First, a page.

image 1 storing an address that points to said synchronized workspace element; receiving a request for access to said synchronized workspace element from the remote terminal; and provide the remote terminal with access to said synchronized workspace element. 18. The method of claim 16, wherein the computing device (165) is located within a Local Area Network protected by a firewall (135), whereby access to said service is provided.
  18. 19.
    Method according to claim 16, wherein the computing device (167) is located outside the protection of a firewall, whereby access to said service is provided.
  19. twenty.
    Method according to claim 18 or claim 19, which includes configuring (1340) the global server to act as a proxy for the remote terminal in relation to said request for access to said service.
  20. twenty-one.
    Method according to claim 16, further comprising the step of establishing (1005) a communication link from the remote terminal.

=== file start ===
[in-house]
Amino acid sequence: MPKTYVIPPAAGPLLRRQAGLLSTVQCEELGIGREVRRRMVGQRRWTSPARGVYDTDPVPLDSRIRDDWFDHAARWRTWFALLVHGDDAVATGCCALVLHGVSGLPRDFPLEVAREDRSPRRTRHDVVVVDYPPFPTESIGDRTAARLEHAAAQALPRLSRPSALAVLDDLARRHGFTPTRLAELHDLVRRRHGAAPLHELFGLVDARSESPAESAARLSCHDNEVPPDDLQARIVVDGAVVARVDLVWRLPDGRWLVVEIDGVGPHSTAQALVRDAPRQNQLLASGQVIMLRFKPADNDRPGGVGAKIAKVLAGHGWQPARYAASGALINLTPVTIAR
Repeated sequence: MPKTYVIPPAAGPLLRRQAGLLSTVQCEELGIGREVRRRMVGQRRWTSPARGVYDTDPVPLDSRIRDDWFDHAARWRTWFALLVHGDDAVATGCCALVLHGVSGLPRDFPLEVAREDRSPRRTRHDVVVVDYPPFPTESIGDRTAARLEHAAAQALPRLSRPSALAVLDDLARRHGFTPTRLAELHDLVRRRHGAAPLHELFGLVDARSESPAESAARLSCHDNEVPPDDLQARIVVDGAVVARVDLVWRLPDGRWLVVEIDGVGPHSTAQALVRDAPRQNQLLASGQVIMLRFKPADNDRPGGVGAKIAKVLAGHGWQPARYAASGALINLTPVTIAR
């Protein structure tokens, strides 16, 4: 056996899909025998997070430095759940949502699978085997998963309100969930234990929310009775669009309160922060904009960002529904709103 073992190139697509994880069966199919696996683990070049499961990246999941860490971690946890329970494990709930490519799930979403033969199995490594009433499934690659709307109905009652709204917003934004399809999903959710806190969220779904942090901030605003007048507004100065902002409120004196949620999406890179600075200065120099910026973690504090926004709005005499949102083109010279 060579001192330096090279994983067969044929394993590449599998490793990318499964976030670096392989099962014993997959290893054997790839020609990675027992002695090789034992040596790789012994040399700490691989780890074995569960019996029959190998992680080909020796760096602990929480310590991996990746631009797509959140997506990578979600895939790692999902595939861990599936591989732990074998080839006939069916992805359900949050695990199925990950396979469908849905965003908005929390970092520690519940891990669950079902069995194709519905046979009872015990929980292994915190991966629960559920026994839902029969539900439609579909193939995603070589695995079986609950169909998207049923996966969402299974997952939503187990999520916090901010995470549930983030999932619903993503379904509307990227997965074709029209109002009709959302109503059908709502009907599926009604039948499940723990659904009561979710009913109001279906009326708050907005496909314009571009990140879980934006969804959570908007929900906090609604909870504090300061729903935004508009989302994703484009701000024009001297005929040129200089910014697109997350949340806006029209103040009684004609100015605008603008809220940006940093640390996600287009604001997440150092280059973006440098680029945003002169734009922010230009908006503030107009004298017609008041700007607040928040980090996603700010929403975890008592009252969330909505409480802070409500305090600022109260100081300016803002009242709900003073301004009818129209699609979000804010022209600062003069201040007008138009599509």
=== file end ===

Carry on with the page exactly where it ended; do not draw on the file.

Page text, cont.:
21. 22
    Method according to claim 18, further comprising the step of using a password to allow access through the firewall.
  22. 2. 3.
    Method according to claim 16, further comprising the step of performing (1530) identification and authentication services before providing access to the synchronized workspace element.
  23. 24.
    Method according to claim 16, further comprising the step of delivering (1030) a mini-application that controls access to the service by the remote terminal.
  24. 25.
    System according to claim 16, which includes coupling a user interface to the mini-application and allowing a user to request access to the synchronized workspace element through the user interface and the mini-application.